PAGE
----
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It’s Easy Being Green

It’s Easy Being Green
PHOTOGRAPHER: 
August 2019

How Verde co-owner Jennifer Ferrebee launched a feel-good food staple in Charleston



The Mesa Verde, a Southwestern-inspired salad, outsells all other menu items by about 10 to one; (inset) Verde co-owner, Jennifer Ferrebee

To say that friends and family were skeptical when Jennifer and Sam Ferrebee announced plans to open Verde, their fast-casual eatery on King Street nearly a decade ago, would be an understatement. Jennifer remembers being questioned about not just the decision to open a restaurant when neither she nor her husband had ever worked in one, but also their choice to serve mainly salads. “The biggest surprise that first year was that our plan worked,” says Jennifer. In fact, the Ferrebees got a lot right. Of the nine signature creations that debuted on their first menu, seven are still featured today.

The couple, who met as undergrads at Virginia Tech and moved to the Holy City in 2005, toyed with opening a salad-focused restaurant after spending time in Washington, DC, and New York City, where fast-casual concepts seemed to be popping up all over the place. With a specific focus on providing healthier options for busy professionals, “we felt like this was exactly what we needed in Charleston,” says Jennifer.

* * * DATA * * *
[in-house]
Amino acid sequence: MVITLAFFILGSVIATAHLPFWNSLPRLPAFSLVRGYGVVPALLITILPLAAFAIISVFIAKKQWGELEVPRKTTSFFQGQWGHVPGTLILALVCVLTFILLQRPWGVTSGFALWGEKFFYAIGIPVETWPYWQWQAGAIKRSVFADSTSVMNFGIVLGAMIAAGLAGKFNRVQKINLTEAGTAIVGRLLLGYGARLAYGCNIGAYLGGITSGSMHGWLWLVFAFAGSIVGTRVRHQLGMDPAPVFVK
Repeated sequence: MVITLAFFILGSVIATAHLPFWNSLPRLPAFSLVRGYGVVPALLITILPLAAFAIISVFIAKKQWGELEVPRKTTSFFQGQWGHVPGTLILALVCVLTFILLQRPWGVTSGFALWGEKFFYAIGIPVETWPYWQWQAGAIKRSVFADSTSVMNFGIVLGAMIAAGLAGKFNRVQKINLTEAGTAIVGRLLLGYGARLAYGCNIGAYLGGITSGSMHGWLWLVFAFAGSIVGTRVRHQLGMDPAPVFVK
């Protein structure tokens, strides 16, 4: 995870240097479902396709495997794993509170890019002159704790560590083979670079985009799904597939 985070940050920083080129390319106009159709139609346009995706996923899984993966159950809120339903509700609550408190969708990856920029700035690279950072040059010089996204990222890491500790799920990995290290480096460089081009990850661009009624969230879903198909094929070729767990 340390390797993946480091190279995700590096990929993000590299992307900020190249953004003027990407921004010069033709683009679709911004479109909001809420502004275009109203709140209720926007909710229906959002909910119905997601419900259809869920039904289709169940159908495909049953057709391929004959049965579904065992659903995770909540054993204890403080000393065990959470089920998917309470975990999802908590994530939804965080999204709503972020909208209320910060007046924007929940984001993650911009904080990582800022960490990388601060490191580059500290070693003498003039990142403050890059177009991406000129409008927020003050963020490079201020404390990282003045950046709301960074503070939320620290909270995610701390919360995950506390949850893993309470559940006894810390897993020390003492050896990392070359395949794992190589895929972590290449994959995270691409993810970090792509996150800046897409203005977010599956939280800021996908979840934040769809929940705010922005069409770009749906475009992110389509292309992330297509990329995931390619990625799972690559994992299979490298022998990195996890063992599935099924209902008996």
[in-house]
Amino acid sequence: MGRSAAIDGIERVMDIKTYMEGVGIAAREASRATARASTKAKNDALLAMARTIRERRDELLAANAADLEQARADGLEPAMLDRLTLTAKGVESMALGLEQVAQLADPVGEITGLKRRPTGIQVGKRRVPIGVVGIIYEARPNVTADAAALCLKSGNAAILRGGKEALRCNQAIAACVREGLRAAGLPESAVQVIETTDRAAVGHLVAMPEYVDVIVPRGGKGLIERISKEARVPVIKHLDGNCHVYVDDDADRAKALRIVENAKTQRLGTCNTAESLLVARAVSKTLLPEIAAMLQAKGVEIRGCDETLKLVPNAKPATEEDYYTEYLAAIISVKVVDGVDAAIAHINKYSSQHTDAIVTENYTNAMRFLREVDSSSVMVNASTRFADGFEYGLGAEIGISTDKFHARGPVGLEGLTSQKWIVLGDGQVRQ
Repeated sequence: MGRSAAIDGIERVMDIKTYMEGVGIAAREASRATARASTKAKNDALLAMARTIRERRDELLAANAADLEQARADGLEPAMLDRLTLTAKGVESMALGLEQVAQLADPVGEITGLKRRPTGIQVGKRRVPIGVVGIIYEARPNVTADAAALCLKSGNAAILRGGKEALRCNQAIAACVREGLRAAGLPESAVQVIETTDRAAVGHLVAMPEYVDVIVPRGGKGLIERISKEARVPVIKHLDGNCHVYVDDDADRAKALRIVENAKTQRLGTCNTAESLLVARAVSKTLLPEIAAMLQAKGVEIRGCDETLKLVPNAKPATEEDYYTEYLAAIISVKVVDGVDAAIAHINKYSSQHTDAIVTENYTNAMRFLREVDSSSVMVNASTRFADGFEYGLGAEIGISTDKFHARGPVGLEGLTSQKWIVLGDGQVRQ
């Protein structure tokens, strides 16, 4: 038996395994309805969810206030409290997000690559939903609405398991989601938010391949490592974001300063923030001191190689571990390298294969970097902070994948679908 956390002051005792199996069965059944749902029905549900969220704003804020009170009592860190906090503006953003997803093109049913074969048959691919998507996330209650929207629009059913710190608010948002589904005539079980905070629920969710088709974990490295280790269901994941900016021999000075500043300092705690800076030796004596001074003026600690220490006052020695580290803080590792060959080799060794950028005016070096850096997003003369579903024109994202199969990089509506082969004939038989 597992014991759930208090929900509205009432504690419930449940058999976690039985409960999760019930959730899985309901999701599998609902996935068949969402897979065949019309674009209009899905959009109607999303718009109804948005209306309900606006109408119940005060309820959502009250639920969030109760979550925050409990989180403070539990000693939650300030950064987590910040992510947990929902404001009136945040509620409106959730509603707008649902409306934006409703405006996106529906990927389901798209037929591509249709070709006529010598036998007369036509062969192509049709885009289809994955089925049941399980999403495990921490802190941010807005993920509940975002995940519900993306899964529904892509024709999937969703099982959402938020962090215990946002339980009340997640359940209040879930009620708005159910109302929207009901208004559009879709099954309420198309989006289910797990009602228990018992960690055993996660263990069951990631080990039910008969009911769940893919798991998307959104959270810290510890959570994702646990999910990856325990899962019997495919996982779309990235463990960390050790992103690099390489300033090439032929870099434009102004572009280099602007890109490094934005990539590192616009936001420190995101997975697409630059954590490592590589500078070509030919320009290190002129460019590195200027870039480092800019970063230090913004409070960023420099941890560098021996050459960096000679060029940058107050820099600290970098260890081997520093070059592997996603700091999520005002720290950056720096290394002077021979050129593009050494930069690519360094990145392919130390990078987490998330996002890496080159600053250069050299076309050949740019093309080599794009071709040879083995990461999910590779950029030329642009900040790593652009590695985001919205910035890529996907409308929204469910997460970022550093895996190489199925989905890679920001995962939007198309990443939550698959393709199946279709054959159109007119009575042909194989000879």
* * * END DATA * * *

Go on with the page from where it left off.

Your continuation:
It took two years to find the right space on King Street, near the College of Charleston campus. But since launching their flagship, a short stroll from Marion Square, in October 2011, they’ve opened four more locations: two in Mount Pleasant, one in Avondale, and recently, one further afield in Charlotte, North Carolina.

Convenience, quality, and value contribute to Verde’s success. Dressings, cookies, soups, and grain bowls are made from scratch, available via online delivery, and cost about $10.

“Above all, we wanted our customers to leave physically feeling good,” says Jennifer. “If you eat healthy and that’s your lifestyle, a salad is something you can have multiple times a week.”

Verde regularly rotates seasonal options, and Limehouse Produce supplies their mostly local produce. During the summer, Jennifer notes that Give Peach a Chance (baby spinach and arugula, South Carolina peaches, red onion, goat cheese, and pecans with champagne vinaigrette) is a fresh favorite, as is the recently debuted Hot Little BBLT salad, made with romaine and arugula, heirloom tomatoes, bacon, blue cheese, Callie’s Biscuit croutons, and buttermilk dressing.

The day that Jennifer knew their efforts had made an impact on Charleston customers arrived on Verde’s first anniversary for the “365 Celebration.” The Ferrebees charged $3.65 per salad to commemorate the occasion. Limehouse made a record six deliveries throughout the afternoon to the King Street location, supplying produce for more than 1,200 salad orders. Eight years on, Verde is set to ring in its next 365 Celebration on October 21.

“And to think,” muses Jennifer, “no one believed we were gonna last this long.”

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